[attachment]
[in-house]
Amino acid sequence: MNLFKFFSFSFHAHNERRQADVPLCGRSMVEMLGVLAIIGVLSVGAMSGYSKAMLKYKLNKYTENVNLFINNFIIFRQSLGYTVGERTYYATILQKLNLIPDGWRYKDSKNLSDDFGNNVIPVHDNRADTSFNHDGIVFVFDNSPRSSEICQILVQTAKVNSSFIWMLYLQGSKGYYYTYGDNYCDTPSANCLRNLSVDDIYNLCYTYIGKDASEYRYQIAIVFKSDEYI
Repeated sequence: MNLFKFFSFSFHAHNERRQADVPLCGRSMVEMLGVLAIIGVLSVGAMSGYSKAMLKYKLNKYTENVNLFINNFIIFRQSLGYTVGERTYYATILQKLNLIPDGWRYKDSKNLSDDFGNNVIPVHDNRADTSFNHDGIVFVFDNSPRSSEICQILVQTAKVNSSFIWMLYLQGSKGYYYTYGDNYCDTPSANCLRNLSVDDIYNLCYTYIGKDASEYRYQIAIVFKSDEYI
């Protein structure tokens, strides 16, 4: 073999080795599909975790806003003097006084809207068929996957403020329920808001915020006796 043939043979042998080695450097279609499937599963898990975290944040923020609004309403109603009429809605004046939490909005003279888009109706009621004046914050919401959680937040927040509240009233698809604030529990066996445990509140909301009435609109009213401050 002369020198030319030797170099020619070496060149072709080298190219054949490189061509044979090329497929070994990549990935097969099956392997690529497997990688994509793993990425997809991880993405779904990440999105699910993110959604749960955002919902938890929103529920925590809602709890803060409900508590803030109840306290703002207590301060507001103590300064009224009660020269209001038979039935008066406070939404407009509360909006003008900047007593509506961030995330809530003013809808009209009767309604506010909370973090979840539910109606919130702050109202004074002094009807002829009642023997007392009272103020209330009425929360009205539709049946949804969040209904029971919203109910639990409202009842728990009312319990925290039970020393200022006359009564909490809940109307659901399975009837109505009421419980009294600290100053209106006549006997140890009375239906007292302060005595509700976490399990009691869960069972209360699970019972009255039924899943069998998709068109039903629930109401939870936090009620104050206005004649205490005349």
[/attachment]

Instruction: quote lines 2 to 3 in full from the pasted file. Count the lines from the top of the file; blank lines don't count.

Amino acid sequence: MNLFKFFSFSFHAHNERRQADVPLCGRSMVEMLGVLAIIGVLSVGAMSGYSKAMLKYKLNKYTENVNLFINNFIIFRQSLGYTVGERTYYATILQKLNLIPDGWRYKDSKNLSDDFGNNVIPVHDNRADTSFNHDGIVFVFDNSPRSSEICQILVQTAKVNSSFIWMLYLQGSKGYYYTYGDNYCDTPSANCLRNLSVDDIYNLCYTYIGKDASEYRYQIAIVFKSDEYI
Repeated sequence: MNLFKFFSFSFHAHNERRQADVPLCGRSMVEMLGVLAIIGVLSVGAMSGYSKAMLKYKLNKYTENVNLFINNFIIFRQSLGYTVGERTYYATILQKLNLIPDGWRYKDSKNLSDDFGNNVIPVHDNRADTSFNHDGIVFVFDNSPRSSEICQILVQTAKVNSSFIWMLYLQGSKGYYYTYGDNYCDTPSANCLRNLSVDDIYNLCYTYIGKDASEYRYQIAIVFKSDEYI